After 'sexting' incidents involving middle schoolers, Saline forum will look at cyber safety
Local law enforcement will join child advocates and members of the Saline Area Schools in a forum on cyber safety this Wednesday in the wake of multiple “sexting” incidents involving middle school students. The event, dubbed “Stop. Think. Connect: Do you know what your kids are doing on-line,” begins at 7 p.m. at the Saline Middle School Auditorium and is open to students, parents and the public.
- See a flier for the event by clicking here.
It is organized by the district in partnership with the Washtenaw Area Council for Children and will feature presentations by Saline Police Detective Don Lupi and Ritchie Coleman, public safety community coordinator with the Pittsfield Township Department of Public Safety.
Since January, Saline police have investigated three separate reports of Saline Middle School students that shared sexually explicit photos of themselves with others via cellphone or other handheld technology. Prosecutors charged four students ages 13 and 14 with disturbing the peace in two of the incidents reported in January. The charges are misdemeanors punishable by up to 90 days in juvenile detention and/or a $500 fine.
“After the incidents we’ve had, I think it’s important to do this because it’s a very serious issue that I don’t think kids understand the full impact of,” Saline Police Chief Paul Bunten said. “It’s up to the parents to teach them how serious this is, but we can certainly help.”
In one case resulting in charges, a 13-year-old boy sent a female student a picture of his genitals via cellphone, which was then shared with at least one other student. The other incident involved multiple pictures taken by a different female student of herself in her bra and underwear, and then nude, police reports said. One of the photos was reportedly taken in a school bathroom on a dare.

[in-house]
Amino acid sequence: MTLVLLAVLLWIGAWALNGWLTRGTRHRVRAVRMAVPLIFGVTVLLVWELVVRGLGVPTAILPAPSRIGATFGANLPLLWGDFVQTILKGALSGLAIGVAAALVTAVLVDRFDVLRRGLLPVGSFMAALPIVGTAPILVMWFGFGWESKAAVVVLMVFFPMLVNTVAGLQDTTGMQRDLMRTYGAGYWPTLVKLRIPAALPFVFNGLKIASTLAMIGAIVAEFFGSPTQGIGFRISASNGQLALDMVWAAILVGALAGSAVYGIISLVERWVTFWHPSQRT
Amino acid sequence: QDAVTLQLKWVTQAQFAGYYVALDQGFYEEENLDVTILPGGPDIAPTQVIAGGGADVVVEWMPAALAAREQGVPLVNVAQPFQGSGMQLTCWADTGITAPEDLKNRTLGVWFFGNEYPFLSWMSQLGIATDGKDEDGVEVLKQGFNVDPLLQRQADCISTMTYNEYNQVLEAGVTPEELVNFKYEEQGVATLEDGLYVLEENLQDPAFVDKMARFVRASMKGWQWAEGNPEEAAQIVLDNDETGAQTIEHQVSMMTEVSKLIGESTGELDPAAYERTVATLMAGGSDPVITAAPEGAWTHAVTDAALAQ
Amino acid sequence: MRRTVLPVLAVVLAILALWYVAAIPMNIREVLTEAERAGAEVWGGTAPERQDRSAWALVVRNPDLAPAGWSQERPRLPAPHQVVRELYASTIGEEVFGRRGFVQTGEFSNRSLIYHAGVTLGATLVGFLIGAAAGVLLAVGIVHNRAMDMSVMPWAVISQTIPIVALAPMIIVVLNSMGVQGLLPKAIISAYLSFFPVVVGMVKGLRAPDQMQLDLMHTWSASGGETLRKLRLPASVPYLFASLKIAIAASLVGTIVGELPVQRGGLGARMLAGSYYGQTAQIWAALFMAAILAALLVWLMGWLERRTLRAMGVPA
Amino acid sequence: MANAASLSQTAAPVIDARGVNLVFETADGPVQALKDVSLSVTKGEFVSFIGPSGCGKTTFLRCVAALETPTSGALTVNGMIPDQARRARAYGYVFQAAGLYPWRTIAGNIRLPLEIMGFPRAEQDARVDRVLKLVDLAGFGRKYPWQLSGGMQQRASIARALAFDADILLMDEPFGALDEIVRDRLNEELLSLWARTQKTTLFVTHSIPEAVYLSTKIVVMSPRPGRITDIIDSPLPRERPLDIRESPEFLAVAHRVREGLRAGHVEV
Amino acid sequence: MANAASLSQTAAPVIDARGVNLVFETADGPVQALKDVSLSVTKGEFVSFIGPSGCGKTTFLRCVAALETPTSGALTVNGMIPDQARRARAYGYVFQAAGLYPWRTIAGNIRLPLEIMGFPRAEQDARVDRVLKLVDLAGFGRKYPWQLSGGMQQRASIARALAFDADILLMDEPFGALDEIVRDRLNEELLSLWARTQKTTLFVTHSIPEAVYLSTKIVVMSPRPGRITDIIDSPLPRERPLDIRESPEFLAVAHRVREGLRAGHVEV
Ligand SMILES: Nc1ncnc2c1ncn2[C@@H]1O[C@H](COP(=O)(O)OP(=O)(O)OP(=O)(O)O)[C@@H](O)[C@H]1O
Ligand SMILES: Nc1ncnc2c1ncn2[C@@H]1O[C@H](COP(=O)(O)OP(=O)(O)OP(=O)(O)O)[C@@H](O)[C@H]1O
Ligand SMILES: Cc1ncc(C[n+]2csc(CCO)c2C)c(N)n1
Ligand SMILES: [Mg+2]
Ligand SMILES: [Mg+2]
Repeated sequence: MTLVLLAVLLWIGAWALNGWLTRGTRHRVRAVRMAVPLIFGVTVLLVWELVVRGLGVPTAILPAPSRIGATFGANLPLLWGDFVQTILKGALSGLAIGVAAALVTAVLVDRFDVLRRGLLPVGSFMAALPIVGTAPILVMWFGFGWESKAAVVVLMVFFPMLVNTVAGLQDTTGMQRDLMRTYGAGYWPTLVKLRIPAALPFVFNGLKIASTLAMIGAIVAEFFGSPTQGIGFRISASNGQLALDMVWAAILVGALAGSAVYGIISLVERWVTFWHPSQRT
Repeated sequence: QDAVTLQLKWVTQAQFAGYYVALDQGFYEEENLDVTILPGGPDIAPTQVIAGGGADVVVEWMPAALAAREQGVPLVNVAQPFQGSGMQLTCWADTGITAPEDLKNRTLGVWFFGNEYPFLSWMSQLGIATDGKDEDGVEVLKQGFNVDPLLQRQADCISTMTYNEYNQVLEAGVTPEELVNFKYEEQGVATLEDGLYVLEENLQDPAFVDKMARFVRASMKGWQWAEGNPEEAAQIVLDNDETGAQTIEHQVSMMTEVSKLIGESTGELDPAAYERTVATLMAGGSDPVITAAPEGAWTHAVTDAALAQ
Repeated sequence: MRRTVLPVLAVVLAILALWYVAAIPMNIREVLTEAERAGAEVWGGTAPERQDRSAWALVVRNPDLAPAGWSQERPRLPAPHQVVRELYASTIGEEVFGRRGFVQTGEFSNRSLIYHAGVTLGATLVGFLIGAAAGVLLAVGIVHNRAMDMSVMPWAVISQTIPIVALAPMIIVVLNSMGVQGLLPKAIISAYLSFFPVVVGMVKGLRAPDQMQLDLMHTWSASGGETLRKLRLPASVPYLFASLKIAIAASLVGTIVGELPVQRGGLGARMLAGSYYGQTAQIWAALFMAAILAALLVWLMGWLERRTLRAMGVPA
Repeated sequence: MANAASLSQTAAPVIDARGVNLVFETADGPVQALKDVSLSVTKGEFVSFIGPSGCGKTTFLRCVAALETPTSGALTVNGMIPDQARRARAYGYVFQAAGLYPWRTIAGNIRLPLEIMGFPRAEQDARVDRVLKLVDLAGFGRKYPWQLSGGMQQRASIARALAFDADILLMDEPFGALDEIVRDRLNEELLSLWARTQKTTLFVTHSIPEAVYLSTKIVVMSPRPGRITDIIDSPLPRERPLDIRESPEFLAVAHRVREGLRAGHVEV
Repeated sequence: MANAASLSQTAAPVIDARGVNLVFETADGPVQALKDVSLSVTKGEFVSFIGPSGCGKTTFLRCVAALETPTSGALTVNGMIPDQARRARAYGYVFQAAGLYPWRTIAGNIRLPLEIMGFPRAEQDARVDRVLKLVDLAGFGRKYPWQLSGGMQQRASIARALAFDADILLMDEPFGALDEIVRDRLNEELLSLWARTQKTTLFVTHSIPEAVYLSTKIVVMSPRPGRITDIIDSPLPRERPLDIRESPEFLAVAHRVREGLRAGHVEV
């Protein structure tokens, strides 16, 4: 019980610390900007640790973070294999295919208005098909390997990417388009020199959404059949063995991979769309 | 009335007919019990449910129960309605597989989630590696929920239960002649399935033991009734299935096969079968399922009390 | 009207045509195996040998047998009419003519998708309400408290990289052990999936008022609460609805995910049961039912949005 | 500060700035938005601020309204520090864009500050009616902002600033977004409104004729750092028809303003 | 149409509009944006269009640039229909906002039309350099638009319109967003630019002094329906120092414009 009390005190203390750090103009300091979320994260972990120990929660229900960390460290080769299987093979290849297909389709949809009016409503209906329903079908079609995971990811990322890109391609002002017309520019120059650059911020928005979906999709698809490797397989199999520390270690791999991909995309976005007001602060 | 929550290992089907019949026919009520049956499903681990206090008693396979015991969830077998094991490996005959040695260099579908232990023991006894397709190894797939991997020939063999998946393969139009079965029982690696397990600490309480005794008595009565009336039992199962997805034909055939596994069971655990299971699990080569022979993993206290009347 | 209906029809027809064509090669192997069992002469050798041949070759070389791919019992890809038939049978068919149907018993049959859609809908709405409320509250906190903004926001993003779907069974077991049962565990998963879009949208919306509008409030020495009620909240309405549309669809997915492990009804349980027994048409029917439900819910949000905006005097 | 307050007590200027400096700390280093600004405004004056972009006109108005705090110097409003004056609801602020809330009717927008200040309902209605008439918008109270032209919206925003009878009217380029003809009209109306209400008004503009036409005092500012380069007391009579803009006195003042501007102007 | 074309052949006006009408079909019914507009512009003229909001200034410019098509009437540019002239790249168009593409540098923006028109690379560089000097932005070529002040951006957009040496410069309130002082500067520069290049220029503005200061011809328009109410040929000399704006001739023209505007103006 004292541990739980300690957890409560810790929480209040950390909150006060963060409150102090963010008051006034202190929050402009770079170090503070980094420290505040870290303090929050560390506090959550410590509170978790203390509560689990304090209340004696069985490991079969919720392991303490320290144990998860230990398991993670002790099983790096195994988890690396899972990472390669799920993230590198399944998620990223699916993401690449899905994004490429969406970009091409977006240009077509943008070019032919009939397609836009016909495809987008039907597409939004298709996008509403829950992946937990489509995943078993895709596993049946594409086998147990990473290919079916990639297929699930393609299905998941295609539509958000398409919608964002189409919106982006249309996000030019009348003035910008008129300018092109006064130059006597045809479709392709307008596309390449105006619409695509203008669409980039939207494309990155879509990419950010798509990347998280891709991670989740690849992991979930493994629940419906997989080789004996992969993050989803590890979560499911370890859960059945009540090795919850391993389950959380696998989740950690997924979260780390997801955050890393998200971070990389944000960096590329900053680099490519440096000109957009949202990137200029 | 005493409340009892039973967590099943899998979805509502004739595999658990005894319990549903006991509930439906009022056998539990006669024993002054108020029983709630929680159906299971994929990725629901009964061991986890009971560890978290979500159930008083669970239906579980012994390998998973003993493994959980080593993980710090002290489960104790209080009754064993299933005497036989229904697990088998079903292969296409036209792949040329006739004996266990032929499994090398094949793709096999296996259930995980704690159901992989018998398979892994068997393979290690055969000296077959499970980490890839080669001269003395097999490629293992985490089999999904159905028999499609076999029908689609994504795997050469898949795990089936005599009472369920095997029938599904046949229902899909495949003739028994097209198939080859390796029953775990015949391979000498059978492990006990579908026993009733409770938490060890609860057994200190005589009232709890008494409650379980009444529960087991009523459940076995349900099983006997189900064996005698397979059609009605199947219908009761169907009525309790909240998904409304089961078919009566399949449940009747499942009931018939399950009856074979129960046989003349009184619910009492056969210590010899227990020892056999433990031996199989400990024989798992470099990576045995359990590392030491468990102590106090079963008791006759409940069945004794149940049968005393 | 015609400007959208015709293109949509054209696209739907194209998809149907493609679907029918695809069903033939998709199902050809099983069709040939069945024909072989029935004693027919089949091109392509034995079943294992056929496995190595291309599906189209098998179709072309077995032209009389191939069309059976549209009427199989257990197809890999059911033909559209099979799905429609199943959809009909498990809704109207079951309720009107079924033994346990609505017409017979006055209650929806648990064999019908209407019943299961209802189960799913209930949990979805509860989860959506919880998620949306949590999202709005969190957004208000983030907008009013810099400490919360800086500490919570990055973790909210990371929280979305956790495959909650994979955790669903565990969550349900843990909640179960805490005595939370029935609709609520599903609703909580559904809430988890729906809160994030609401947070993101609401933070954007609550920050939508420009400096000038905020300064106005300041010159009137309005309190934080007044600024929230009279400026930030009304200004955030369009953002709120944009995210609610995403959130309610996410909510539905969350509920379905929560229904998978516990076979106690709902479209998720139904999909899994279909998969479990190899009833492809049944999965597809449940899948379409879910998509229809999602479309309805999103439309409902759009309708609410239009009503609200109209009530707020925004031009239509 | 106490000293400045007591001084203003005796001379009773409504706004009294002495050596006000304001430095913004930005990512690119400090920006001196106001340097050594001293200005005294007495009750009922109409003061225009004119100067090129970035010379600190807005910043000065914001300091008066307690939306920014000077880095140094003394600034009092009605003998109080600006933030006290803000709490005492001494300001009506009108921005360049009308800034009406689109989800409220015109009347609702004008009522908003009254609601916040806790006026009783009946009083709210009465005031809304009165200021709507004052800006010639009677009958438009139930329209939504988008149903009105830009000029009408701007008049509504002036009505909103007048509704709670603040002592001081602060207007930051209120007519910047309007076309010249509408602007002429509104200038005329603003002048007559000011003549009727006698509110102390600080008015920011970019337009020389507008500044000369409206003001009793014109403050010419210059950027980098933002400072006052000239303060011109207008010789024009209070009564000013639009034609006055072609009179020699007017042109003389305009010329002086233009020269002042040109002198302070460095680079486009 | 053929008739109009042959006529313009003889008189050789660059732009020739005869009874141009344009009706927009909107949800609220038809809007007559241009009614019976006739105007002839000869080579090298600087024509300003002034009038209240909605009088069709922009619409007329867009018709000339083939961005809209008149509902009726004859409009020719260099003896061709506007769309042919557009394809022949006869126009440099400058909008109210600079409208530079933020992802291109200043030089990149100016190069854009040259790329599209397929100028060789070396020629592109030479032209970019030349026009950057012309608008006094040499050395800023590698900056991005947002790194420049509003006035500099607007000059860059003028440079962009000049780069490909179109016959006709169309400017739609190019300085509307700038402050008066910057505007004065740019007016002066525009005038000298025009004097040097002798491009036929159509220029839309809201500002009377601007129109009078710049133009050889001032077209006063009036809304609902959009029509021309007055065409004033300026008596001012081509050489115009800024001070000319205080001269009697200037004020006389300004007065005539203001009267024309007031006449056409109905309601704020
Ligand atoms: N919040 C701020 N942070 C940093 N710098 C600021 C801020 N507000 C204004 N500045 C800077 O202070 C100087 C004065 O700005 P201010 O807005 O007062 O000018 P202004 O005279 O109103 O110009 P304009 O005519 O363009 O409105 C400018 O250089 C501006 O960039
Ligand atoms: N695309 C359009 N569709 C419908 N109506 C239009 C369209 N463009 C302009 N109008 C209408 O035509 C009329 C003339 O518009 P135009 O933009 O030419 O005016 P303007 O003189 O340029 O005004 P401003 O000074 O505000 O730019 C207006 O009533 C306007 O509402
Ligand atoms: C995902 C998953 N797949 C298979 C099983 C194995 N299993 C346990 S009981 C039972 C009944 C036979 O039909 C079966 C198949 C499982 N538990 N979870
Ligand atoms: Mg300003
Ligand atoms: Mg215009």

School officials learned of the photos from other students and confiscated the phones before contacting police. Other students were reportedly involved, but charges were not authorized, officials said.
School officials declined to comment on the cases, which are still pending.
Lupi said he believed the cases fit under Michigan’s child pornography statute, but understood why prosecutors opted for the lower charges in juvenile court because of the student’s naivetÃ©.
“But each case is different and there may be different charges the next time this happens,” he said. “I don’t think kids realize the gravity of sending what they think is something harmless to a boyfriend or a girlfriend. This is very serious considering the power of technology today and serious charges could apply.”
Another incident involving a female middle school student who received an email containing a photo of a 15-year-old classmate’s genitalia on her Apple iPod occurred in February and was reported to police about a month later, reports show. No charges were filed in that case.
Saline police also investigated two separate reports of students at the school exchanging nude photos and other sexual content via cell phone during the final months of the previous school year. Those cases were forwarded to prosecutors, who denied charges.